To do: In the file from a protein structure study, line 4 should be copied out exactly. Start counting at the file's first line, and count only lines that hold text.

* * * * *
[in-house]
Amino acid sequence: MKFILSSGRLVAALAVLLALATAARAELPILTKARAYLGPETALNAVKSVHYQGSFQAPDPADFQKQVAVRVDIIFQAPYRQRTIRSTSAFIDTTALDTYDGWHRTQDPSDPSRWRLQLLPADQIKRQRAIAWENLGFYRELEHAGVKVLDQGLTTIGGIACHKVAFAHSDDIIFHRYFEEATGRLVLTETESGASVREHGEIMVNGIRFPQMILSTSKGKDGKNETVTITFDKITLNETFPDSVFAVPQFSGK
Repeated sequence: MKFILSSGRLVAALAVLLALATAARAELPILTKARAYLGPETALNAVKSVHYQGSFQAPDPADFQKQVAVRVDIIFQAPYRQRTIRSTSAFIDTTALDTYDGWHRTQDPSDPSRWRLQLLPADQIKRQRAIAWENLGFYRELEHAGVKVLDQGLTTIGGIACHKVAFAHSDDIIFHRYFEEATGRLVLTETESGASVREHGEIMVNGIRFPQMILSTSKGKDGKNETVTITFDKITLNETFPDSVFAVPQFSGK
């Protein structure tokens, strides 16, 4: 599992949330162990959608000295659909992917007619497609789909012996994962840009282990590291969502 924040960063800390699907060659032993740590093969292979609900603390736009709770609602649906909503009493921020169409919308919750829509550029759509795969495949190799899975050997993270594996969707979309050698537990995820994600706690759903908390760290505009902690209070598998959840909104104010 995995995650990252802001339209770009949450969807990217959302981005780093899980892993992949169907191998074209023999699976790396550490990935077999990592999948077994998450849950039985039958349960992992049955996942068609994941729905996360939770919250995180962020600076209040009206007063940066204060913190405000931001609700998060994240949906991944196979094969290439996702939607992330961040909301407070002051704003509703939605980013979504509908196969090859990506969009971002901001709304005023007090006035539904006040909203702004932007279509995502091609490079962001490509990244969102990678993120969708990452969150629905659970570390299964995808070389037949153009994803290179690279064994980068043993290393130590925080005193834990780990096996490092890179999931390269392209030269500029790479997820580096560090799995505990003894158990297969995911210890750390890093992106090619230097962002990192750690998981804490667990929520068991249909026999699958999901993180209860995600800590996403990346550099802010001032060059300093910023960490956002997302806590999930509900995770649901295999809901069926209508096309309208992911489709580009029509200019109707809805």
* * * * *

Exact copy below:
């Protein structure tokens, strides 16, 4: 599992949330162990959608000295659909992917007619497609789909012996994962840009282990590291969502 924040960063800390699907060659032993740590093969292979609900603390736009709770609602649906909503009493921020169409919308919750829509550029759509795969495949190799899975050997993270594996969707979309050698537990995820994600706690759903908390760290505009902690209070598998959840909104104010 995995995650990252802001339209770009949450969807990217959302981005780093899980892993992949169907191998074209023999699976790396550490990935077999990592999948077994998450849950039985039958349960992992049955996942068609994941729905996360939770919250995180962020600076209040009206007063940066204060913190405000931001609700998060994240949906991944196979094969290439996702939607992330961040909301407070002051704003509703939605980013979504509908196969090859990506969009971002901001709304005023007090006035539904006040909203702004932007279509995502091609490079962001490509990244969102990678993120969708990452969150629905659970570390299964995808070389037949153009994803290179690279064994980068043993290393130590925080005193834990780990096996490092890179999931390269392209030269500029790479997820580096560090799995505990003894158990297969995911210890750390890093992106090619230097962002990192750690998981804490667990929520068991249909026999699958999901993180209860995600800590996403990346550099802010001032060059300093910023960490956002997302806590999930509900995770649901295999809901069926209508096309309208992911489709580009029509200019109707809805």